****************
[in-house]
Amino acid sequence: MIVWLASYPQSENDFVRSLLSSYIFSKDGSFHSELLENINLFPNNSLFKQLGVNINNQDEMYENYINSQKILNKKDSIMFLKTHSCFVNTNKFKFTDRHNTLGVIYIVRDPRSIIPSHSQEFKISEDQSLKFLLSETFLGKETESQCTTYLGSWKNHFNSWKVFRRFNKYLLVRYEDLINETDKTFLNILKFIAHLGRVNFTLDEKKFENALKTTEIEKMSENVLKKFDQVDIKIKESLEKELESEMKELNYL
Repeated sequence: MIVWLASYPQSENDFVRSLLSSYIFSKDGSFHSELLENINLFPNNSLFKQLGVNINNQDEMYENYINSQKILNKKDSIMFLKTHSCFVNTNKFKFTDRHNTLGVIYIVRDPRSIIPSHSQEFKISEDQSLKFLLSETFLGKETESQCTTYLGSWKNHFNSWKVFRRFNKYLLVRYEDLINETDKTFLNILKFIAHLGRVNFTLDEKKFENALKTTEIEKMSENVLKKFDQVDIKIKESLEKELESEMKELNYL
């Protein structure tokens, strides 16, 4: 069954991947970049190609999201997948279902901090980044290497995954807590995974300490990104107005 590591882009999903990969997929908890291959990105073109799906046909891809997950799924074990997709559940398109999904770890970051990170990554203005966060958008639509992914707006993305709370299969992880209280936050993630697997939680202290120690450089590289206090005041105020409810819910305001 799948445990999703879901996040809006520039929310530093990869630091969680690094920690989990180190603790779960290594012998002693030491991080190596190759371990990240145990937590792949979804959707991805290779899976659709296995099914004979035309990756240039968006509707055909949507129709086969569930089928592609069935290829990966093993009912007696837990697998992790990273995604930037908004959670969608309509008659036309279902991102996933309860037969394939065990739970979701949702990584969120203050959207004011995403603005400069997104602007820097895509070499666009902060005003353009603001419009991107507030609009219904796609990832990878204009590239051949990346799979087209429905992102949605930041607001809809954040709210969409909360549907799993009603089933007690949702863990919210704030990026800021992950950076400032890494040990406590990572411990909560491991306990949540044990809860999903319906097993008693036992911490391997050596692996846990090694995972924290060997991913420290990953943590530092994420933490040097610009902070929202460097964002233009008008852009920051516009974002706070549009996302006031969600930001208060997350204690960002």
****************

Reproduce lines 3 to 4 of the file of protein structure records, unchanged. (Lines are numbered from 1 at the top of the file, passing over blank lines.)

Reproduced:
Repeated sequence: MIVWLASYPQSENDFVRSLLSSYIFSKDGSFHSELLENINLFPNNSLFKQLGVNINNQDEMYENYINSQKILNKKDSIMFLKTHSCFVNTNKFKFTDRHNTLGVIYIVRDPRSIIPSHSQEFKISEDQSLKFLLSETFLGKETESQCTTYLGSWKNHFNSWKVFRRFNKYLLVRYEDLINETDKTFLNILKFIAHLGRVNFTLDEKKFENALKTTEIEKMSENVLKKFDQVDIKIKESLEKELESEMKELNYL
């Protein structure tokens, strides 16, 4: 069954991947970049190609999201997948279902901090980044290497995954807590995974300490990104107005 590591882009999903990969997929908890291959990105073109799906046909891809997950799924074990997709559940398109999904770890970051990170990554203005966060958008639509992914707006993305709370299969992880209280936050993630697997939680202290120690450089590289206090005041105020409810819910305001 799948445990999703879901996040809006520039929310530093990869630091969680690094920690989990180190603790779960290594012998002693030491991080190596190759371990990240145990937590792949979804959707991805290779899976659709296995099914004979035309990756240039968006509707055909949507129709086969569930089928592609069935290829990966093993009912007696837990697998992790990273995604930037908004959670969608309509008659036309279902991102996933309860037969394939065990739970979701949702990584969120203050959207004011995403603005400069997104602007820097895509070499666009902060005003353009603001419009991107507030609009219904796609990832990878204009590239051949990346799979087209429905992102949605930041607001809809954040709210969409909360549907799993009603089933007690949702863990919210704030990026800021992950950076400032890494040990406590990572411990909560491991306990949540044990809860999903319906097993008693036992911490391997050596692996846990090694995972924290060997991913420290990953943590530092994420933490040097610009902070929202460097964002233009008008852009920051516009974002706070549009996302006031969600930001208060997350204690960002």